'USA Today' Story Evokes Strong Response

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General aviation advocacy groups were quick to respond today to an extensive report in Wednesday's USA Today, "Unfit for flight," which is critical of GA safety. AOPA called the article "deeply flawed," and said AOPA staffers had spoken to reporter Thomas Frank for an hour last week, but the article doesn't mention AOPA's contention that GA safety is making progress. "The article leads one to believe that general aviation is an unsafe form of transportation," said AOPA, "…[but] according to the National Transportation Safety Board, the number of fatalities has declined by over 40 percent since the early 1990s." GAMA also released a statement Wednesday morning, labeling the story "sensationalistic."

GAMA President Pete Bunce cites efforts now underway to improve safety, such as the recent success in working with the FAA to expedite the approval of angle-of-attack indicators for GA aircraft, and the ongoing progress toward rewriting the rules to certify Part 23 aircraft so it will be easier to upgrade the fleet with newer, safer technology. The USA Today series "fails to acknowledge the significant progress general aviation manufacturers have made to improve safety," Bunce said. In a podcast interview with AVweb on Wednesday, Bunce added that legislators already have supported the changes to Part 23 and he doesn't think they'll see more regulation as the solution. "We're on a good path toward safety," he said.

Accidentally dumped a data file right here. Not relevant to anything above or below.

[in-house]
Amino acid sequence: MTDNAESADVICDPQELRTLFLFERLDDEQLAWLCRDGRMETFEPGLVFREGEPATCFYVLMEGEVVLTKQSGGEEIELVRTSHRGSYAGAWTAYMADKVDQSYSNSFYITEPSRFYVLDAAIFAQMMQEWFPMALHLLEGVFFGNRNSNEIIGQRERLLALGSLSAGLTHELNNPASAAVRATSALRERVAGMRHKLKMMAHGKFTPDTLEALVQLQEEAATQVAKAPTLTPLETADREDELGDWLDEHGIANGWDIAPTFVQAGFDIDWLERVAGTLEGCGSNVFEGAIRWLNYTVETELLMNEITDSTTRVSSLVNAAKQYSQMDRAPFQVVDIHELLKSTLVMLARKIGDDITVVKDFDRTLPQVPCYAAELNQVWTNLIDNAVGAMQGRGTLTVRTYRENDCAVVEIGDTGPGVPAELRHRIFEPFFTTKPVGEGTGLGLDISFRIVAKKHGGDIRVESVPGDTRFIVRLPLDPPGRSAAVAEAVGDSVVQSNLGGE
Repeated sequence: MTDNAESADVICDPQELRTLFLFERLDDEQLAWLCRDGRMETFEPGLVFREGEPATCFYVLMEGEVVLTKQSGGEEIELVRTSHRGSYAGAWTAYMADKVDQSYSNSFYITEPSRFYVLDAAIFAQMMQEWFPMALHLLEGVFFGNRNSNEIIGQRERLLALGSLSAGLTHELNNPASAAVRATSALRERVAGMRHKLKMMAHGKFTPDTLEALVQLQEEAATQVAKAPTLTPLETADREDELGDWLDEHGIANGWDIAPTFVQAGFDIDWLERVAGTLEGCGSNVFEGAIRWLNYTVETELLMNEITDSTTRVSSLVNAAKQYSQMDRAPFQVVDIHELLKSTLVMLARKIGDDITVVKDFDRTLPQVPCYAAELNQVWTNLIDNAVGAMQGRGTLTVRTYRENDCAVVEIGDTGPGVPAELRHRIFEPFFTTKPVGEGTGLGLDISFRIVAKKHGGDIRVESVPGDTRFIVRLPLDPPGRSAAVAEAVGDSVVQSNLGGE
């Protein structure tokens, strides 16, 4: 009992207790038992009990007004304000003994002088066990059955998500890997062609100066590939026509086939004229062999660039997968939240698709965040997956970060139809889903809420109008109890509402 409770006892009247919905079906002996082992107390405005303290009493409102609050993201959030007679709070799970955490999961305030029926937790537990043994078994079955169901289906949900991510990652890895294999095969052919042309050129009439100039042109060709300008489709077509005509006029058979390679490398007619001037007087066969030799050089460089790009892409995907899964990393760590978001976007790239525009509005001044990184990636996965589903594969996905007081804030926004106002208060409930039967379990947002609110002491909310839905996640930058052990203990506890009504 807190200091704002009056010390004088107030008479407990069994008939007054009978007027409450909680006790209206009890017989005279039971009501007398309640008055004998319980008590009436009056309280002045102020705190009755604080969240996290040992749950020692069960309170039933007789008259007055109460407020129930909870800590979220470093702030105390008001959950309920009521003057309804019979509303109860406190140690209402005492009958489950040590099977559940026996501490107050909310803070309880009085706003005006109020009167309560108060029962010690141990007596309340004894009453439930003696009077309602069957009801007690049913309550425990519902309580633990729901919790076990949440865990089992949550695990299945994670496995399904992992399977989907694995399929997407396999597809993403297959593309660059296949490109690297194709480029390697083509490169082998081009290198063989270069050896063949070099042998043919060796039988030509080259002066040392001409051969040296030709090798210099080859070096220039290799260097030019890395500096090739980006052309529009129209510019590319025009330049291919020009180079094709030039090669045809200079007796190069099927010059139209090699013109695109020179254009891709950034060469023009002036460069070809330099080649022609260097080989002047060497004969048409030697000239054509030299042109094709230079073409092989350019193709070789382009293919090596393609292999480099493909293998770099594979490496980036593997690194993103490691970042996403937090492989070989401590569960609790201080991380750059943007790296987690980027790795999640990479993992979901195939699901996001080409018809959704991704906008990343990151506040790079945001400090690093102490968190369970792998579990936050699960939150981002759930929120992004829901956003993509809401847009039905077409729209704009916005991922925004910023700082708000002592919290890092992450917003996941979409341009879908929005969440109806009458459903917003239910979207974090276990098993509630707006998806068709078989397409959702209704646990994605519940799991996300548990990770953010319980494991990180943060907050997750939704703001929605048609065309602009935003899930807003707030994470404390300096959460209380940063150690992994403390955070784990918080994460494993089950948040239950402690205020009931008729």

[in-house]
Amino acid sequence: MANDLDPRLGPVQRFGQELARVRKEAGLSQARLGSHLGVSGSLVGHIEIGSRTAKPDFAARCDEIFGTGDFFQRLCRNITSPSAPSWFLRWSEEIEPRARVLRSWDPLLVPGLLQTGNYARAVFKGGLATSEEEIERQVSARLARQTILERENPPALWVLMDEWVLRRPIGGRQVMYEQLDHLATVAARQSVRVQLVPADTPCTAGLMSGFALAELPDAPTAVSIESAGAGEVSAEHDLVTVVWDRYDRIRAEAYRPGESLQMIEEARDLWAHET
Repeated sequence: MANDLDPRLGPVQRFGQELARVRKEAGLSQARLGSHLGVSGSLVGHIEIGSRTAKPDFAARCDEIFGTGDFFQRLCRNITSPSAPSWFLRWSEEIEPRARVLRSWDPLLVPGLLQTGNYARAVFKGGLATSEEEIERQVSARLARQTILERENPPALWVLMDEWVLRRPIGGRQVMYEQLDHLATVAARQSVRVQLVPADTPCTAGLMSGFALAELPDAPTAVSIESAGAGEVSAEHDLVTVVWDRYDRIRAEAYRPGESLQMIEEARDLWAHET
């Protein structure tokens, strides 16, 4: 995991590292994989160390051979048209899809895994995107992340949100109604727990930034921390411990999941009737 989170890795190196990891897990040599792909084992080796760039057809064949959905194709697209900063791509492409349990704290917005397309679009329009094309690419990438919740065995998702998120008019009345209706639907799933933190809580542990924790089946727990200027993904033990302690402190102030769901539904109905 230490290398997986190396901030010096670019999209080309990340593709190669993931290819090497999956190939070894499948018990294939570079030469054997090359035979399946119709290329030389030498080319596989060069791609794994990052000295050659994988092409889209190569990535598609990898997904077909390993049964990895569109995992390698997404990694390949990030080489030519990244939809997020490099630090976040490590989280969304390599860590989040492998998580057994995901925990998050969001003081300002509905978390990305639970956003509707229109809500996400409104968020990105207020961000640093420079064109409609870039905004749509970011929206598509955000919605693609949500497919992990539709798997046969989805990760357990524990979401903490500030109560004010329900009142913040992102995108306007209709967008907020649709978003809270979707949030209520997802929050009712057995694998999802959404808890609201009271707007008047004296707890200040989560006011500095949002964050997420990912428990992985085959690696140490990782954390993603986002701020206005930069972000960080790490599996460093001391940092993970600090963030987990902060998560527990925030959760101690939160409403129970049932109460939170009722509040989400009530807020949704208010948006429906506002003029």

AOPA's statement noted that President Obama has signed the Small Airplane Revitalization Act into law, directing the FAA to implement the recommendations by December 2015, but "that, too, was omitted from Mr. Frank’s story, though we and others spoke extensively with him about it." EAA said  the story was "an incomplete and misleading piece of reporting that misrepresents actual GA safety trends and the community’s own recommendations to further improve that safety record." EAA Chairman Jack Pelton said the distortion appears to be deliberate. “Unfortunately, the article’s title ‘Unfit for Flight’ perhaps would have been more accurate as ‘Unfit for Print,’” Pelton said on EAA's Web site. “The fear-pandering article gives an impression of an unchecked world of flight operations. In fact, general aviation’s airworthiness directive system administered by FAA, which adds safety requirements to new and previously produced aircraft and powerplants, has the force of law and holds aviation to higher standards than any other mode of transportation in the country.”